Monthly Archives: March 2015

How Check Point and Tufin could win at SDN

Software Defined Networking (SDN) is a game changer and will make most of you reading this blog expensive unemployable boat anchors. Better off learning Cobol. What is it? You can try and read all the blah blah Cisco articles, but they use big words that mean nothing and will leave you with more questions than answers. I took a 1 day Cisco ACI class put on by Dain Deutschman and World Wide Technology, and he did a great job boiling down the good, bad and ugly.

Basically ACI and SDN has this dream that a CIO will have a menu of items:

  1. New service offering for health care product
  2. Need a forest of web servers
  3. Need some backend databases
  4. Need some admin stations
  5. Need Internet access
  6. Need this to have access to SAP
  7. Need to comply with HIPAA

push a button and a Python script will spit it all out with no expensive IT whiners telling him/her what a cluster fudge it will be. Cisco ACI is the networking portion of the environment that replace the  expensive IT whiners that now have to touch every switch, router, etc to configure. ACI will put that router geek in the same unemployment line as a PHD Art Majors. It spins up routers, firewalls, switches, rulebases, etc. It can interact with VMWare, by spinning up a special virtual switch in the VM environment that links into the Cisco L2 environment.

So just like VMware, it will be easy to spin up systems and configure them. The cost of deployment will drop like a rock, just as it has in VMware.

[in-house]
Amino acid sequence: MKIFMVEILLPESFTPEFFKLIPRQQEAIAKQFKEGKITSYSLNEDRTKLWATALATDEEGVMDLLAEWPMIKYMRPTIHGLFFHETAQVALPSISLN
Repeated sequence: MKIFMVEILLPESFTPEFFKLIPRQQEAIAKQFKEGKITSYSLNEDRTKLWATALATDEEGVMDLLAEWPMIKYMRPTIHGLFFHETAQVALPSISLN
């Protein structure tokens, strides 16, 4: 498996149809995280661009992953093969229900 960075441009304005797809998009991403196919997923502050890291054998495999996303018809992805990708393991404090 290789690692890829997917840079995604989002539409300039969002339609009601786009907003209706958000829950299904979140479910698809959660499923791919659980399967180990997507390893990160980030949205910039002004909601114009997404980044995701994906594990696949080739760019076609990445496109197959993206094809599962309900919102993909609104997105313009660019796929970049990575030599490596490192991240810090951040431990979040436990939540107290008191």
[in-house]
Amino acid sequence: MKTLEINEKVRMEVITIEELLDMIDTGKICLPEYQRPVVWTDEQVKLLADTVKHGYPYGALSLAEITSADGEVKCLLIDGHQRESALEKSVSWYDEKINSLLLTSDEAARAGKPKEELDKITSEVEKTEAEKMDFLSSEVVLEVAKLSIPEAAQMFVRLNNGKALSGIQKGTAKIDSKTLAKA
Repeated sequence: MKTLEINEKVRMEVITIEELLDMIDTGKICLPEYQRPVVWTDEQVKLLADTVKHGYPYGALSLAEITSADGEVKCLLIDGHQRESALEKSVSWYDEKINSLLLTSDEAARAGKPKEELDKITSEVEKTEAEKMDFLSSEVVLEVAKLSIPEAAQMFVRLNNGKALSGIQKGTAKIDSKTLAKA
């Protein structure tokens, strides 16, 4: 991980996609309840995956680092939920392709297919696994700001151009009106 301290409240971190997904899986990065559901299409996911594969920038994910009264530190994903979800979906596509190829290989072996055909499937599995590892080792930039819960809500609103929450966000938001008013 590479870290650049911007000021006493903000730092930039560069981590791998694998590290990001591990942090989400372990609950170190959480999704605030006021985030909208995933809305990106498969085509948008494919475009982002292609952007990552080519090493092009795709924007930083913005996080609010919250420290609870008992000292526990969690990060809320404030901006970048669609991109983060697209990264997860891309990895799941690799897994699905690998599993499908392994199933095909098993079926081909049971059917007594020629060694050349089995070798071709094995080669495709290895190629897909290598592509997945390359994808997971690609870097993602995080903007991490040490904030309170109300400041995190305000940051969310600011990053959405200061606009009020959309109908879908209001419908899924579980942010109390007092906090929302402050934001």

And now for the dark side……..

Seeing I am an expensive whiner I’m here to say “Not happening any time soon – but brushing up my resume”. SDN is going to happen, is happening but its going to be a cluster fudge….and CheckPoint has a great shot of being a winner at the game.


  1. It will scale exponentially like VMware replacing physical servers
  2. Naming schemes will be all over the place because scripts will generate names
  3. Lifecycle manageability will be just like a rulebase, rules go in but never come out
  4. Debugging will be a nightmare. ACI depends upon tunnels in tunnels. Have you ever tried debugging GRE? Have fun with that.
  5. ACI specifically has way too many moving parts, when something goes wrong finding the culprit that was created by a script will be crazy
  6. Remember, not only are they integrating networking/servers, you are also spinning up rulebases and firewalls all with one script. Imaging dynamic rulebases. We can’t even debug the ones we have now!
  7. Licensing..if you think its bad now…..both technically and asset management will be really bad. You will be buying crap that you already paid for because you’ve been through 10 admins/purchasing people and the new ones have no clue what is going on.